Fur seal and turtle found in unlikely BC waters
By Aaron Guillen, Staff Reporter
Two weeks ago, a male Guadalupe fur seal was found washed ashore on a beach along the Pacific Rim National Park on Vancouver Island. Three days later, a green sea turtle appeared on the same beach. Immediately, both animals were transported to the Vancouver Aquarium’s Marine Mammal Rescue Centre to take some time to recover and heal.
Unsurprisingly, both sea creatures have experienced a harrowing, long journey. The fur seal, a native to the California coast and Guadalupe Islands off of Mexico, somehow found its way almost 2,300 kilometres away from its natural habitat. Meanwhile, the green sea turtle, known to live off of Hawaii or Mexico, has drifted over 2,600 kilometres from the Aloha State into uncharted and extremely cold territory.
“They’ll get caught in a warm pulse of water and then it will cool off and they’ll get shocked and they’ll come ashore,” said Department of Fisheries and Oceans marine biologist Paul Cottrell.
The starving and malnourished seal, alongside the hypothermic and shell-wounded turtle, is currently in the care of a team of veterinarians at the Rescue Centre.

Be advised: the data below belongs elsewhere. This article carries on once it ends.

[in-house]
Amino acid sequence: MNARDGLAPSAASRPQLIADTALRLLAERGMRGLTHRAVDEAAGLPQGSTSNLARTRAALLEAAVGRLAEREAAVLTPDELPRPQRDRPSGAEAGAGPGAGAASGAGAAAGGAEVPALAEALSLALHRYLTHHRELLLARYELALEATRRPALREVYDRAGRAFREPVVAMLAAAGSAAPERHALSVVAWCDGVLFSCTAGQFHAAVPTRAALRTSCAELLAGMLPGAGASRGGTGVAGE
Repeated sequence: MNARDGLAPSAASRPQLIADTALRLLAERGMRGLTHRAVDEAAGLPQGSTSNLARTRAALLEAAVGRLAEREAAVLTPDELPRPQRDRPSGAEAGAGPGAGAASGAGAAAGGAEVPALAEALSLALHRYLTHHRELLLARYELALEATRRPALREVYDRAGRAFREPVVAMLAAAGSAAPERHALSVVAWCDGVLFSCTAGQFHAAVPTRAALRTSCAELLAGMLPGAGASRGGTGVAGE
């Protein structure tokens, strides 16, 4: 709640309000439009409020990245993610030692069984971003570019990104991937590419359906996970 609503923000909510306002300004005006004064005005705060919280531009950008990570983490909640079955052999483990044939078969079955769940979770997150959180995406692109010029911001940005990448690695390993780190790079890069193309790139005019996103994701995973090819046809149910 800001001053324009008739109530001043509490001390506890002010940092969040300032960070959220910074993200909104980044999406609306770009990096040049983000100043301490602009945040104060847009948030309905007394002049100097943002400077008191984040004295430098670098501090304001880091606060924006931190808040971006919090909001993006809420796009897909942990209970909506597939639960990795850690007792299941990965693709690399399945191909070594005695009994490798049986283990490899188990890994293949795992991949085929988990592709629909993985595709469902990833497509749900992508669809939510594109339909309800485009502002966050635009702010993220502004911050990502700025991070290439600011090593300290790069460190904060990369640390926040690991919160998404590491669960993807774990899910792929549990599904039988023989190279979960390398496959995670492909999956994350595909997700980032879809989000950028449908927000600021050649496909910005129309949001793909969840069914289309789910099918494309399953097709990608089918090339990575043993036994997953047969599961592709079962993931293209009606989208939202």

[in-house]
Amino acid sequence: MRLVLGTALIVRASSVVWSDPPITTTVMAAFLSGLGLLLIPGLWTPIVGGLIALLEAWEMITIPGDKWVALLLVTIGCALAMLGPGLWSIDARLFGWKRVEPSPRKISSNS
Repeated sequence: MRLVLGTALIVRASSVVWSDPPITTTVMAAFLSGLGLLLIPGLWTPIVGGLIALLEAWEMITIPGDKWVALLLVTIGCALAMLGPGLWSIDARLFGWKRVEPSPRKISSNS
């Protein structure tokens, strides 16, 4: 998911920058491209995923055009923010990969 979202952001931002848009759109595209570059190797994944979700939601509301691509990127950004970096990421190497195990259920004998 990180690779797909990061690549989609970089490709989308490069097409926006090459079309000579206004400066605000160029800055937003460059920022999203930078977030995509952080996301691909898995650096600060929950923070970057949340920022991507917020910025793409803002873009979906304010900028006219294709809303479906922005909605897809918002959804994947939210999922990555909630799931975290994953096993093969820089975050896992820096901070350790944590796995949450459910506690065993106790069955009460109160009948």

The aquarium’s head veterinarian Dr. Martin Haulena told CBC that the seal’s arrival in BC waters was “extremely rare,” and noted, “We’ve never responded to one before.” Though the fragile animal is uninterested in food, it is still aware of its surroundings, for now.
According to the Huffington Post, the turtle was admitted for treatment at a temperature of 11 degrees Celsius, while the normal temperature is usually around 20 degrees.
“When they get into water that’s too cold they get hypothermia, also known as cold-stunning. Everything slows down: heart, respiration rates, they can’t swim, they can’t forage—they get weaker and weaker,” explained Haulena.
Luckily, after being rescued, the giant creature has been reacting positively to treatments. It’s expected to eventually fully recover.
Though the mystery behind the animals’ individual voyages into Canadian waters will remain a question mark in history, many marine biologists assume that El Niño played a significant role in the result of their being stranded.
“Changing water temperatures, changing currents, that’s kind of the prime suspect. It’s something we see more often during years with above-average sea temperatures,” shared Haulena.
With high hopes paired with practical outcomes, Vancouver Aquarium officials are expecting a slow recovery for the turtle, but a slimmer survival rate with the seal. With a seal and turtle already in intensive care, it’s anticipated that more aquatic animals will soon be found far away from home.